We drive through the empty forests and meadows on the east bank of the River Odra in Poland. The storks have not yet arrived, and — as always at this time of the year — the river is high. Melting snow on the mountains of south-west Poland drains down through the Odra watershed to reach the Baltic. Along the way the river flows through the Polish city of Wrocław and, further downstream, marks the border between Germany and Poland. The locals in riverside villages along this stretch — places like Piasek and Czelin — talk of beavers, elk and lynx living in this remote area, but sightings of these mammals are rare. The animals keep to themselves, as do the humans in this region of western Poland.
The farmsteads are irretrievably run down and the railway station at Siekierki has not seen a train in years. “Welcome to Ziemie Zachodnie — the Western Territories,” says an elderly man who sits on the railway line. He is carving a piece of green willow. He does not look up, but focuses intensely on the fragment of wood in his hand.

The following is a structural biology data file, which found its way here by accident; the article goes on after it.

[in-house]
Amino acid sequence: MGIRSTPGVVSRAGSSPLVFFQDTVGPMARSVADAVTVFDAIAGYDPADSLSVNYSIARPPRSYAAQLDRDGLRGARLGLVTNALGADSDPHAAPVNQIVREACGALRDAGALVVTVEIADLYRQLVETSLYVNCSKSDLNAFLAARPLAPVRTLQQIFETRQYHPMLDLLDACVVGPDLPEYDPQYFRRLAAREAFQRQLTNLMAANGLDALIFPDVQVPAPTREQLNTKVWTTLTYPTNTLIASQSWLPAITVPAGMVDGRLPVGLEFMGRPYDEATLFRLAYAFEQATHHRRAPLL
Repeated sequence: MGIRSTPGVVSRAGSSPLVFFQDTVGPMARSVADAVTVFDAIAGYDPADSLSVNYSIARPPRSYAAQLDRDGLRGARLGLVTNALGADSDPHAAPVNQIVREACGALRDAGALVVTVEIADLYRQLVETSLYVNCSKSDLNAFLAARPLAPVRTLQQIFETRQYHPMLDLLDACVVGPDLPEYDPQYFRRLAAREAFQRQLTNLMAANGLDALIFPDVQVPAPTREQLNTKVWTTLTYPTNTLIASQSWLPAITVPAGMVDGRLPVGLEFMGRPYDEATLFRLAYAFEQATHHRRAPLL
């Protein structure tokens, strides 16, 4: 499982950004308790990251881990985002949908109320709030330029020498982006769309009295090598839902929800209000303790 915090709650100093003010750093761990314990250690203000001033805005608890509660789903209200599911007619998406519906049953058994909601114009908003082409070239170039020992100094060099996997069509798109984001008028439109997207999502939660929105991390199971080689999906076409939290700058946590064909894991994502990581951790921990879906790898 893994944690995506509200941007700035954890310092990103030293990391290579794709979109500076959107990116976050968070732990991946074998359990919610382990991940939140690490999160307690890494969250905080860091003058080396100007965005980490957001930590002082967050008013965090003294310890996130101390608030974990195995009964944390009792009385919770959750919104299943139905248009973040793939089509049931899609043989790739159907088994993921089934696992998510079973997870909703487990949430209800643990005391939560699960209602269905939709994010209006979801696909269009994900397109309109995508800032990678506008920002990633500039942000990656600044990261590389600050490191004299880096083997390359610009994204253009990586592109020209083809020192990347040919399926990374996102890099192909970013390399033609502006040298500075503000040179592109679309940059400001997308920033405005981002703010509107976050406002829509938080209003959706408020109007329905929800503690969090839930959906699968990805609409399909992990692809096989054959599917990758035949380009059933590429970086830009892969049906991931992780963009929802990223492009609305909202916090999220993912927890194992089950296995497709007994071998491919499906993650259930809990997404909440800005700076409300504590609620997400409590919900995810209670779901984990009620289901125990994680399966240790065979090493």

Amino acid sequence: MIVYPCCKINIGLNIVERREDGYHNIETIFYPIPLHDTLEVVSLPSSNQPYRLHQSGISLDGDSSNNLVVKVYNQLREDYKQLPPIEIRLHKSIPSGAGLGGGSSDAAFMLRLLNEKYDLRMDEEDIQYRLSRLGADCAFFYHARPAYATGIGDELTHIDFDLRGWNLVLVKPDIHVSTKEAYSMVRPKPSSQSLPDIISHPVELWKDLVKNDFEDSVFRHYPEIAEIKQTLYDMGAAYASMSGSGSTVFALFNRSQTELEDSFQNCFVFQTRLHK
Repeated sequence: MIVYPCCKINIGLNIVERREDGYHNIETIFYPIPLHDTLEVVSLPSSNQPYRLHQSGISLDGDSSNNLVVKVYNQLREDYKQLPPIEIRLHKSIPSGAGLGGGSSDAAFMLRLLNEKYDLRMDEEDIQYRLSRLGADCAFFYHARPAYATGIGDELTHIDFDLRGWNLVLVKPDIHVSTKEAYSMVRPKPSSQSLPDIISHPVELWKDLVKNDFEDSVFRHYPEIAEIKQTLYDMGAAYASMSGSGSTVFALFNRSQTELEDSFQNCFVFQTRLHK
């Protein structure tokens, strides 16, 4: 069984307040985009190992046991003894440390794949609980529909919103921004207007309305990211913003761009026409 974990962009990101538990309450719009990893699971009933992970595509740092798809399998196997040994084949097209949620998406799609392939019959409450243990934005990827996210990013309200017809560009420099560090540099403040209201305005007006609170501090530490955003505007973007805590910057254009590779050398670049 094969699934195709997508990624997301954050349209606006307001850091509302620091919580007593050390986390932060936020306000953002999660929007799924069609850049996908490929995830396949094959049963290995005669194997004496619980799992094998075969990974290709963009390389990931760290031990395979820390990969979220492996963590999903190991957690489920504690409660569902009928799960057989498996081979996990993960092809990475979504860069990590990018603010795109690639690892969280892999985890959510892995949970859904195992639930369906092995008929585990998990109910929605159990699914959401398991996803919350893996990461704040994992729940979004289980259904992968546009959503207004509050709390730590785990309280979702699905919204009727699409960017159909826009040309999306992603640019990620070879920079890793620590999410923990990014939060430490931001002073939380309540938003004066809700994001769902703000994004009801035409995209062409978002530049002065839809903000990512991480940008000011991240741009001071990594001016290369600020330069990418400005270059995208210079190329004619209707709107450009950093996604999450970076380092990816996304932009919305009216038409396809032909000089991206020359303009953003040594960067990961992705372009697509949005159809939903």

To Poles who lived in eastern Galicia in the months after the end of the Second World War, the lands on the eastern side of the Odra River (and the wider territory of Silesia away to the south-east) were portrayed as a kind of Promised Land. The word Eldorado was used in advertisements posted at railway stations across Poland encouraging migrants to move west to settle in what were euphemistically referred to as ‘the recovered lands’ — the area east of the Oder- Neisse line. Until 1945, most of the land in the area was owned by Germans, who alluded to the region as Neumark or Ostbrandenburg. In 1945, the Potsdam Peace Treaty required these German settlers to move to new homes further west. Some three million ethnic Germans moved and one-time German villages morphed into Polish ones.